A new $1 million NanoAssemblr machine has arrived in Victoria to enable the production of Australia’s first COVID-19 mRNA vaccines, which is due to begin in the coming months.
The NanoAssemblr machine was sent from Canada to Boronia-based company, IDT Australia. As the only machine of its kind in Australia, it can process nanoparticles into final liquid drug form, sterilise the product and fill vials with mRNA vaccines.
The equipment will manufacture more than 150 doses for Phase 1 clinical trials of Australia’s first locally developed mRNA coronavirus vaccine, under a trial run by the Monash Institute of Pharmaceutical Sciences (MIPS).
To make the trial possible, the Victorian state government has invested $5 million to support the MIPS candidate.
Minister for Medical Research, Jaala Pulford, said Victoria has the capabilities with universities, research institutes and industry to accelerate local mRNA manufacturing.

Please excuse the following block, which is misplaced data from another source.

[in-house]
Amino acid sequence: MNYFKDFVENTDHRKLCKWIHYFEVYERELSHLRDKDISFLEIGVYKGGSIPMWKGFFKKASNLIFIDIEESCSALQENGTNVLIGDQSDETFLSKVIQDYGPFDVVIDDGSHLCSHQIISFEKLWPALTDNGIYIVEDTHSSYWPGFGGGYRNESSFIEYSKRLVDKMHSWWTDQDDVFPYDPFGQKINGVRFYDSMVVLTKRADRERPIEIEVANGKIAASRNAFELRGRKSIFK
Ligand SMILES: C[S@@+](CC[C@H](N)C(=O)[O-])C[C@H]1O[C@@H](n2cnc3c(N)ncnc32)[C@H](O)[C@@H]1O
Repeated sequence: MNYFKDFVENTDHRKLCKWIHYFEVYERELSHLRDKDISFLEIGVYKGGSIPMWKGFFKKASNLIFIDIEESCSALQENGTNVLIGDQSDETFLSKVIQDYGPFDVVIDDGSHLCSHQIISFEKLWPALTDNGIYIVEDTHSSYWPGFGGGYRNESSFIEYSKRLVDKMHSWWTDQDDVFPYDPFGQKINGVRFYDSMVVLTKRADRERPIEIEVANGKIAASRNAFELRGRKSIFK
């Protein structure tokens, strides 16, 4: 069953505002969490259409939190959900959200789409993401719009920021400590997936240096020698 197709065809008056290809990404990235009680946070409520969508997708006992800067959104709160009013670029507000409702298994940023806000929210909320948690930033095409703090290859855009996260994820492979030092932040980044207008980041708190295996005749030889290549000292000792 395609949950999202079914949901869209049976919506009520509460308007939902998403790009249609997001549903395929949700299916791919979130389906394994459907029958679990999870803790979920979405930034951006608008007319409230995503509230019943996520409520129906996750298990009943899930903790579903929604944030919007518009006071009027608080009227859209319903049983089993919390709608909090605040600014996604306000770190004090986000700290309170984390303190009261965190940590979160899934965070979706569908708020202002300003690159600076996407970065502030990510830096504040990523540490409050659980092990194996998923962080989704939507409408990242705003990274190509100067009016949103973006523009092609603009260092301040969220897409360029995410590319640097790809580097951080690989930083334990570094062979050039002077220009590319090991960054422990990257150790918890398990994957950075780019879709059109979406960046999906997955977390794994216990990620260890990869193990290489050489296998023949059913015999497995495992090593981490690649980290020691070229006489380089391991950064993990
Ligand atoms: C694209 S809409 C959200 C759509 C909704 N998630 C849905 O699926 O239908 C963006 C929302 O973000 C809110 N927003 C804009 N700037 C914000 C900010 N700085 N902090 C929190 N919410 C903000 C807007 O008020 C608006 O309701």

“We’ve acted swiftly to establish mRNA Victoria and committed $50 million to grow mRNA capability here, and we’re already making great progress,” she said.
IDT Australia’s new mRNA manufacturing capability will bring a level of expertise to Victoria currently unavailable elsewhere in the nation. The collaboration between MIPS, the Doherty Institute and IDT Australia has reinforced the strong mRNA sector, research strength and manufacturing capability.
“This machinery will allow us to work with IDT Australia to produce our second generation COVID-19 vaccine in preparation for Phase 1 clinical trials, which will be conducted through our partnership with the Doherty Institute,” Monash University Pharmaceutical Biology Professor Colin Pouton said.
The MIPS candidate will deliver next-generation vaccine support for ongoing COVID-19 protection, future pandemics and research capabilities for new drug and research breakthroughs.
“Victoria has a vibrant mRNA ecosystem and partnering with MIPS and the Doherty on translating mRNA clinical research to development of the vaccine on a smaller commercial scale is very exciting,” IDT Australia CEO Dr David Sparling said.
Clinical trials are due to start in October 2021, with preliminary results from the trials expected in the first half of 2022.